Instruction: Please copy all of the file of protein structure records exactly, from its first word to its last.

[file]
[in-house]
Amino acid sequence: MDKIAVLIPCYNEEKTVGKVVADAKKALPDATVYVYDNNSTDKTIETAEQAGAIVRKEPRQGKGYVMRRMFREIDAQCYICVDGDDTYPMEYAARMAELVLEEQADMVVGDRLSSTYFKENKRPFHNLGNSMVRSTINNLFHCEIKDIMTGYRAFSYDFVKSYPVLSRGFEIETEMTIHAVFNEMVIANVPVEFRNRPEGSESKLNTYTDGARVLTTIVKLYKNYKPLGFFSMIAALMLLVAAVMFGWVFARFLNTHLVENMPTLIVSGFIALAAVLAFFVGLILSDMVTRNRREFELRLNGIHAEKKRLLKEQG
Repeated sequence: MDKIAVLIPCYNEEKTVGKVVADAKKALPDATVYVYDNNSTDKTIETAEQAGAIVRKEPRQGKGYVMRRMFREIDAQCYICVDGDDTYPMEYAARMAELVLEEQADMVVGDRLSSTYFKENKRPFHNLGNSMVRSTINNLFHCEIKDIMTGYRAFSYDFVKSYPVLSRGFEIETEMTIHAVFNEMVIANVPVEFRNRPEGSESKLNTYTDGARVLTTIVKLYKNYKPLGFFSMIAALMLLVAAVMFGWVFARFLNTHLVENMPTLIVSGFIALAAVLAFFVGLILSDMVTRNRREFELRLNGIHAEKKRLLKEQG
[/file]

[in-house]
Amino acid sequence: MDKIAVLIPCYNEEKTVGKVVADAKKALPDATVYVYDNNSTDKTIETAEQAGAIVRKEPRQGKGYVMRRMFREIDAQCYICVDGDDTYPMEYAARMAELVLEEQADMVVGDRLSSTYFKENKRPFHNLGNSMVRSTINNLFHCEIKDIMTGYRAFSYDFVKSYPVLSRGFEIETEMTIHAVFNEMVIANVPVEFRNRPEGSESKLNTYTDGARVLTTIVKLYKNYKPLGFFSMIAALMLLVAAVMFGWVFARFLNTHLVENMPTLIVSGFIALAAVLAFFVGLILSDMVTRNRREFELRLNGIHAEKKRLLKEQG
Repeated sequence: MDKIAVLIPCYNEEKTVGKVVADAKKALPDATVYVYDNNSTDKTIETAEQAGAIVRKEPRQGKGYVMRRMFREIDAQCYICVDGDDTYPMEYAARMAELVLEEQADMVVGDRLSSTYFKENKRPFHNLGNSMVRSTINNLFHCEIKDIMTGYRAFSYDFVKSYPVLSRGFEIETEMTIHAVFNEMVIANVPVEFRNRPEGSESKLNTYTDGARVLTTIVKLYKNYKPLGFFSMIAALMLLVAAVMFGWVFARFLNTHLVENMPTLIVSGFIALAAVLAFFVGLILSDMVTRNRREFELRLNGIHAEKKRLLKEQG